Media Releases - 10 November 2023
Magistrates Court considers question of access to justice for Tasmanian communities in illegal logging matters
Yesterday Launceston Magistrates Court heard submissions from the Wilderness Society Tasmania and Forestry Tasmania on the issue of whether private individuals and organisations have the right to pursue criminal charges for illegal logging of native forest under the Forest Practices Act 1985 (Tas). The decision, which is set to be handed down on the 14th of December, could have far reaching repercussions for access to justice over illegal logging issues in Lutruwita/Tasmania.
The question of whether private individuals and organisations can pursue criminal prosecution of illegal logging activities is critical in determining whether the Wilderness Society Tasmania can continue criminal proceedings against Forestry Tasmania, brought in July this year, which allege that the state-owned logging agency has illegally logged native forest in the Styx region of Lutruwita / Tasmania along protected streams and outside the ‘harvest boundary’ set out in the Forest Practices Plan.
However, the decision could also have far reaching repercussions for access to justice over illegal logging issues in Tasmania, and is therefore a serious decision regarding integrity and accountability when it comes to environmental and development decision-making.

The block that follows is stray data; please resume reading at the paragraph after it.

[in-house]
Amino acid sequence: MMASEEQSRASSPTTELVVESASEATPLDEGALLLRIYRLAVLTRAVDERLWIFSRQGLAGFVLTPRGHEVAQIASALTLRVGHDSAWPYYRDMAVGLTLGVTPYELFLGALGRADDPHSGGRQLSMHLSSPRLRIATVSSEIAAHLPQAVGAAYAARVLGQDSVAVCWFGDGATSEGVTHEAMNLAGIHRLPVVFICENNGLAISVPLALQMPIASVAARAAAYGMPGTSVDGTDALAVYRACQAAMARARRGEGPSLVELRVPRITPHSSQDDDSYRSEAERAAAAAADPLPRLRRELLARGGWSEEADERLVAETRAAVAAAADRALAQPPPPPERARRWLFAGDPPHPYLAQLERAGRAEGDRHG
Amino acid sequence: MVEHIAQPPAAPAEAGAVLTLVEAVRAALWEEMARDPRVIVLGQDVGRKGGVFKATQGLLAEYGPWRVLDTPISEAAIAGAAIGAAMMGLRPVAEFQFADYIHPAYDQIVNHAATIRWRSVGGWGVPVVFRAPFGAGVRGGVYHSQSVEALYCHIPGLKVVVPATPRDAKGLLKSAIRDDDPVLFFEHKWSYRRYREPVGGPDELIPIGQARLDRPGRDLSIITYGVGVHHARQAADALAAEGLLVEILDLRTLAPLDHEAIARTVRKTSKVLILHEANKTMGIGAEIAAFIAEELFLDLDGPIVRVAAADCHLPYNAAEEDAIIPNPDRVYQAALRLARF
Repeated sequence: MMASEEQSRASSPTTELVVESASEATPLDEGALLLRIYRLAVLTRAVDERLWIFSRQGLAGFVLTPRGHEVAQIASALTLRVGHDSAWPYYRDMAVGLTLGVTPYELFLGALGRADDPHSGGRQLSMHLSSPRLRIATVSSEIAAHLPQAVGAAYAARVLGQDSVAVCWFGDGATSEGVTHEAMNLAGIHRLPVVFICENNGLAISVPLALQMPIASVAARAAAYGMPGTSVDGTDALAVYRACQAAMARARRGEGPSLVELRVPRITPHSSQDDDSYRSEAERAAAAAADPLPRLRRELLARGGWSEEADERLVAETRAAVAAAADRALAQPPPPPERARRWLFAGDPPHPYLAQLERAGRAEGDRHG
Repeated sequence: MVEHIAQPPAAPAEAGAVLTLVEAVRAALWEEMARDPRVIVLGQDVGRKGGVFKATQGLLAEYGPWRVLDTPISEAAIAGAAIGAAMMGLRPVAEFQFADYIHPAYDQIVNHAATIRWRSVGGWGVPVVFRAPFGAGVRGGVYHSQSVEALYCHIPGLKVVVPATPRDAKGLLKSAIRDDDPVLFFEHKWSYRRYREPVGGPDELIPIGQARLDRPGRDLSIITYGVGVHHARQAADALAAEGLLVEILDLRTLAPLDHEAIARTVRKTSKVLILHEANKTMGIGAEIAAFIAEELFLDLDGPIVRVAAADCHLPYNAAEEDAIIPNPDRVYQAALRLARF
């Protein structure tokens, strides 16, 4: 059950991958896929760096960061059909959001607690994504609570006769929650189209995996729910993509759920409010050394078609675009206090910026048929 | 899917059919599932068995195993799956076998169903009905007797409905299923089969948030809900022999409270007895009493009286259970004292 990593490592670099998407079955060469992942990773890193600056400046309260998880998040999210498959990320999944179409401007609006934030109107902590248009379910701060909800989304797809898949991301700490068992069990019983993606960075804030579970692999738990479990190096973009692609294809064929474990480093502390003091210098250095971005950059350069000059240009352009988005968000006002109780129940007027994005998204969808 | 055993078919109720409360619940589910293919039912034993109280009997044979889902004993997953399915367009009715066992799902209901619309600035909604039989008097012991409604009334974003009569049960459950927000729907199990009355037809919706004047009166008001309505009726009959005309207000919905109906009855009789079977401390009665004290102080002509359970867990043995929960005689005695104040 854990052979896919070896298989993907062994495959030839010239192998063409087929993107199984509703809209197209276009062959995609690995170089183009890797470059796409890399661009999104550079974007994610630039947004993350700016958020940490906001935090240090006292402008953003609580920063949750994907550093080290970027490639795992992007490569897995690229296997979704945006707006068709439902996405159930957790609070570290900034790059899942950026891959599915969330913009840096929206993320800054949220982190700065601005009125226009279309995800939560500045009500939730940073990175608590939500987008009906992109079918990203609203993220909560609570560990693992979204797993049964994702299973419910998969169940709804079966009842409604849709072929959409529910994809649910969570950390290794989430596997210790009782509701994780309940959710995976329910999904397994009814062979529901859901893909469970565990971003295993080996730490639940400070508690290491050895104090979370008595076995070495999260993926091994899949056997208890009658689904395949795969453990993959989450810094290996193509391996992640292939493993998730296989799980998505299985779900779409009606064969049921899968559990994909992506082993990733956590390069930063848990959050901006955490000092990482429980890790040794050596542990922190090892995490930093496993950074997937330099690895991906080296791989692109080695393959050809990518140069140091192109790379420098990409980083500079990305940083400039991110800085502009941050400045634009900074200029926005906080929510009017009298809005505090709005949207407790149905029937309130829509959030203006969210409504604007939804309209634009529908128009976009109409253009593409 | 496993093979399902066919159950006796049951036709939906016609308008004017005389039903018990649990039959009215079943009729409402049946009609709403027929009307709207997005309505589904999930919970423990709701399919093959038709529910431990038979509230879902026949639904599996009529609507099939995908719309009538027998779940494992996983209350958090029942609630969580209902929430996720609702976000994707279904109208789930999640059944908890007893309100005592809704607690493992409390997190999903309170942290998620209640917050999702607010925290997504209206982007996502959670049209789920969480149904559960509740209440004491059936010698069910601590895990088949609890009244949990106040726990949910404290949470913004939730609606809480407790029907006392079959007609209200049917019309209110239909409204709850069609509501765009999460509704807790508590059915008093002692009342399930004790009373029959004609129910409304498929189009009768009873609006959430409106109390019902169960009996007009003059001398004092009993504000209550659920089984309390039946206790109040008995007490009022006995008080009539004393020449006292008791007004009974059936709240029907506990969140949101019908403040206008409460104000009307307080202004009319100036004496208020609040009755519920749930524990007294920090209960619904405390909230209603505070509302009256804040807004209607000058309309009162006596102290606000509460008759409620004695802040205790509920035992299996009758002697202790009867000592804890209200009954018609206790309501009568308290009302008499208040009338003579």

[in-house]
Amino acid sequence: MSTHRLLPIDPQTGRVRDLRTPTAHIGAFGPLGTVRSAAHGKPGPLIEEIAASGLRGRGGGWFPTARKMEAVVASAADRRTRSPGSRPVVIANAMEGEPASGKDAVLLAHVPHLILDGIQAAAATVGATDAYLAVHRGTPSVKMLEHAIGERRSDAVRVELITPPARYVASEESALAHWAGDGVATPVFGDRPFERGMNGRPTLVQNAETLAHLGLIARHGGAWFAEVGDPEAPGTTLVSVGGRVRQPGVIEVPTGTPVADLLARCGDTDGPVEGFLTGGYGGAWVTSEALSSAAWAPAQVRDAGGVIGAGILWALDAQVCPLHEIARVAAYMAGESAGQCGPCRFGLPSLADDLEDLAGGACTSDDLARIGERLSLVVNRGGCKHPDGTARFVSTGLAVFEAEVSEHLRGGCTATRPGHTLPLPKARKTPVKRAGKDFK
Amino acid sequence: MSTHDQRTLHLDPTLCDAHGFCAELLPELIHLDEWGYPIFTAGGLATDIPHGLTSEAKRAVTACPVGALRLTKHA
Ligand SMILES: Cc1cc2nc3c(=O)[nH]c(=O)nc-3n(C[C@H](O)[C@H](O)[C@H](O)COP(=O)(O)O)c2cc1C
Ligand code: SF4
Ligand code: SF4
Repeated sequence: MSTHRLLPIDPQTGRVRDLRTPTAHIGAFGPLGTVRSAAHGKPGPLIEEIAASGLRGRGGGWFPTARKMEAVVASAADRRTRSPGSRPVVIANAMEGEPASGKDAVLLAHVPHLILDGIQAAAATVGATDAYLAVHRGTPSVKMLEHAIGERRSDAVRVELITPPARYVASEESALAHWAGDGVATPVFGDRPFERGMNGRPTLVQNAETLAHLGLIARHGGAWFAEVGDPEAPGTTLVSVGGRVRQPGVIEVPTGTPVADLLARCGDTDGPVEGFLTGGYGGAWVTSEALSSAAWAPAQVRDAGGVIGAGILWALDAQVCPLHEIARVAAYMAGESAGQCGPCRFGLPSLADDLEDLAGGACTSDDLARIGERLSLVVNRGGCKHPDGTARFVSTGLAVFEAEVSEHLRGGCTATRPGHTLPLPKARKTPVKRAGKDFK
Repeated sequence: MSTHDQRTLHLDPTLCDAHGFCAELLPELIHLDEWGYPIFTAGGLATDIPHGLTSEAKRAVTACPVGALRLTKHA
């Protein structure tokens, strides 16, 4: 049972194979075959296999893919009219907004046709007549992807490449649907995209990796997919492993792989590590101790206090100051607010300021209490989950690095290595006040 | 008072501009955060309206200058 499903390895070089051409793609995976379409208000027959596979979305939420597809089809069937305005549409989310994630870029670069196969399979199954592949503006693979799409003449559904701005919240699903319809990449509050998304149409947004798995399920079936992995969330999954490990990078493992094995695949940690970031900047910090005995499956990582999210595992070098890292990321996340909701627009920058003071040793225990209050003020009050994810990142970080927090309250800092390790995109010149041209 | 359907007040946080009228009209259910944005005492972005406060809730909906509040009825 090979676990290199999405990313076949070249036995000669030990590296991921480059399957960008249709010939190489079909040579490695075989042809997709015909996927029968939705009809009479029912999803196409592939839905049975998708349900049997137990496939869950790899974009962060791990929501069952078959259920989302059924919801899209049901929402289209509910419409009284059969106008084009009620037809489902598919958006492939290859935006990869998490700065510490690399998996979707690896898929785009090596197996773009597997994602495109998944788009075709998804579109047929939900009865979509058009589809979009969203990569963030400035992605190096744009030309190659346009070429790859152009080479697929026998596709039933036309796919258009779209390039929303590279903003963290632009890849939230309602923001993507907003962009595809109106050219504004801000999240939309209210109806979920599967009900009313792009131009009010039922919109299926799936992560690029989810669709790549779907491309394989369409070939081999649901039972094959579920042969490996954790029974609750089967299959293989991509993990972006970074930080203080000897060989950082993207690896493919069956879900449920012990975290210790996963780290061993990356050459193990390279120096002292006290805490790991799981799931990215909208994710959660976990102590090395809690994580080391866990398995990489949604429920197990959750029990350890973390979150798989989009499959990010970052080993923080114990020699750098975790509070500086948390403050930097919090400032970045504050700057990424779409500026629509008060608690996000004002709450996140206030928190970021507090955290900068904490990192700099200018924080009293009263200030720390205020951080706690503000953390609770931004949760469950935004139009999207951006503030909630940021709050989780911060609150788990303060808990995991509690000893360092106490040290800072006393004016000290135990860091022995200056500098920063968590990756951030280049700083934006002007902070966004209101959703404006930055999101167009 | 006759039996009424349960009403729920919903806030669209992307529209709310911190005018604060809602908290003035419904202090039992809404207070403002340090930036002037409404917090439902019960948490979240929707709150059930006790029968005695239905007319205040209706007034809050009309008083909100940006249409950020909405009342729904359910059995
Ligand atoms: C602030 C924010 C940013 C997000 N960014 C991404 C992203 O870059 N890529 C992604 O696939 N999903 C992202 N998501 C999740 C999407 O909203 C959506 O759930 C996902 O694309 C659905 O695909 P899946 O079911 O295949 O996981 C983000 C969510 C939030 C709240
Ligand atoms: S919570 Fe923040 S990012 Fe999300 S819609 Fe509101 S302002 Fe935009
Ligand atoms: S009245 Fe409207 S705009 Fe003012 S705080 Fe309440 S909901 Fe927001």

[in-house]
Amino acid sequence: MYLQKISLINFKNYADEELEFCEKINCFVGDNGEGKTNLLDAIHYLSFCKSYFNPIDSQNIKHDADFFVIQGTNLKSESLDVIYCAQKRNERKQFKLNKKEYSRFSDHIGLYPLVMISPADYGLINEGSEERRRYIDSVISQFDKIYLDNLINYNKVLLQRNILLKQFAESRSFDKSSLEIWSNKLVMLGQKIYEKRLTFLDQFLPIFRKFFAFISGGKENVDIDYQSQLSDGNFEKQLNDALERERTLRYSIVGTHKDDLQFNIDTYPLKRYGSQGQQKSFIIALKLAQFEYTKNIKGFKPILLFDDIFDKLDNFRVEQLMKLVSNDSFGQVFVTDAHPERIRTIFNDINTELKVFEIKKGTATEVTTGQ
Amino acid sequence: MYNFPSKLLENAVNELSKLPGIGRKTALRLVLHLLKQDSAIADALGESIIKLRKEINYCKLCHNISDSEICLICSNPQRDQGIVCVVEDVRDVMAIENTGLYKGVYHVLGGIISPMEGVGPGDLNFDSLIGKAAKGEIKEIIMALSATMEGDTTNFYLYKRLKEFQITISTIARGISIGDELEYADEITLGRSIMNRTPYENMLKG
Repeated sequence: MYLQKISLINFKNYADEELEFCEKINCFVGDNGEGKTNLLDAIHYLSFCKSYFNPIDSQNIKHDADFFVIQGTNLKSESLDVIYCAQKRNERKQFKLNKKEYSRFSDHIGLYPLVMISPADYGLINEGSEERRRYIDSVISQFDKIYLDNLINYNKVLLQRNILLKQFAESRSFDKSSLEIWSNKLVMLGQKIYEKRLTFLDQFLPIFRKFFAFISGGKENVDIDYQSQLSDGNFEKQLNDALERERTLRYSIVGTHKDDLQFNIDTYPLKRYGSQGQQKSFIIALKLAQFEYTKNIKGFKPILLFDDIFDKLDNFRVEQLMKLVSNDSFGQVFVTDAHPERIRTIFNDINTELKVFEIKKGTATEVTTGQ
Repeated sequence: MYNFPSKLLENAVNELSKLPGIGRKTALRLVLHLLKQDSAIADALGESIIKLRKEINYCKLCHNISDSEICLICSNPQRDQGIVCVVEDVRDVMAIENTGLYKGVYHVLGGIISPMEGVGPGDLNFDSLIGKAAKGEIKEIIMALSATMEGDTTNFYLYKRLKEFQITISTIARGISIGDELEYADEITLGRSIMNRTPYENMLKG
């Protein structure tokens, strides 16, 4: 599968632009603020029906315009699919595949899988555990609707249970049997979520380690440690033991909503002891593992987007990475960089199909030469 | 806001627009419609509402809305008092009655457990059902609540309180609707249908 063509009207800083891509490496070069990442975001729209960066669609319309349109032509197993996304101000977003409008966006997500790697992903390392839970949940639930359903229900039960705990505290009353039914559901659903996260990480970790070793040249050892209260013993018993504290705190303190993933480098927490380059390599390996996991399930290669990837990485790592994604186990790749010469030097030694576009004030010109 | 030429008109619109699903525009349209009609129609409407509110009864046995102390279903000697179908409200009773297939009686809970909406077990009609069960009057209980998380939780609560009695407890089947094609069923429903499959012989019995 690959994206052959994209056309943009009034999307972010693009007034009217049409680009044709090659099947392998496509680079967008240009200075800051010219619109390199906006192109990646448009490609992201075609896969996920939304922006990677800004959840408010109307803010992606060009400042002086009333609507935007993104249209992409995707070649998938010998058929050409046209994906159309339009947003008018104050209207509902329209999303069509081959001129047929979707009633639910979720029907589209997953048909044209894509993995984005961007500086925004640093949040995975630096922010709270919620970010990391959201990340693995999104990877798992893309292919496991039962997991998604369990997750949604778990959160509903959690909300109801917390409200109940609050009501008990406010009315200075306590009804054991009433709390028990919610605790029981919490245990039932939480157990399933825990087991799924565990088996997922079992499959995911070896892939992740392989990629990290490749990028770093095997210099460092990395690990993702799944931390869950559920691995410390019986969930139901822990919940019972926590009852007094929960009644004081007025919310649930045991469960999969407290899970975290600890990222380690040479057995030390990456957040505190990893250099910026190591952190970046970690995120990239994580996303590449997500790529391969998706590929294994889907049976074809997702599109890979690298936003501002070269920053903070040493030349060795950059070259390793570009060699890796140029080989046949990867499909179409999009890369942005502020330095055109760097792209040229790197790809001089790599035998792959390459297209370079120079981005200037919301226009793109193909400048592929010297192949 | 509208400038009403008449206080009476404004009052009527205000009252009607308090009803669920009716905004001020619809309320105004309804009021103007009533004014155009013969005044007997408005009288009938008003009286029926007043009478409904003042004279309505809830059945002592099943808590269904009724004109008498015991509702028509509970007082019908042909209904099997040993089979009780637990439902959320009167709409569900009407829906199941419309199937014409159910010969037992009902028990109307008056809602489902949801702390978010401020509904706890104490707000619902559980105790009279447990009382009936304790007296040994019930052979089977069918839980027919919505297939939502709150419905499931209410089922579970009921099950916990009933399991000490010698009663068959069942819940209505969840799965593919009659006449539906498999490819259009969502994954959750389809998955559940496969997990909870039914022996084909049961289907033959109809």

Serious questions of illegality persist about forestry in Lutruwita / Tasmania’s native forests, which are of enormous cultural significance to First Nations people and are home to declining species such as swift waylitja / parrot, Tasmanian wedge-tailed eagle and eastern quoll. It is vital communities are able to hold Forestry Tasmania and others to account for their part in the destruction of the state’s magnificent native forests, especially where there are persistent questions of illegal logging.
Lawyers for the Wilderness Society Tasmania argued that the law says private criminal prosecutions are justified and can only be overridden by clear and express statements prohibiting this ancient right. Lawyers for Forestry Tasmania argued that the case should be dismissed, and that there was no public interest in this case about alleged illegal logging.
Magistrate Evan Hughes’ ruling in response to yesterday’s preliminary hearing will be handed down on 14 December at Launceston Magistrates Court. The ruling could have significant implications for access to justice for the public.
Alice Hardinge, campaigner with Wilderness Society Tasmania, said, “A self-regulated regime of weak laws and little enforcement has allowed the logging industry to rampantly degrade Lutruwita/Tasmania’s magnificent forests. By taking these alleged breaches to court, we are further exposing Forestry Tasmania’s alleged long-standing non-compliance with Tasmania’s already weak forest protection laws.
“This case is the first of its kind, and yesterday’s hearing could be a pivotal moment for community access to justice over illegal logging issues. If the Court finds that we don’t have authority to prosecute this case, we will not be able to continue these proceedings, but Forestry Tasmania will certainly continue to trash Lutruwita / Tasmania’s magnificent native forests while the question of illegality hangs in the air. ”
A decision will be handed down in Launceston Magistrates Court on 14 December 2023 at 2:15pm.
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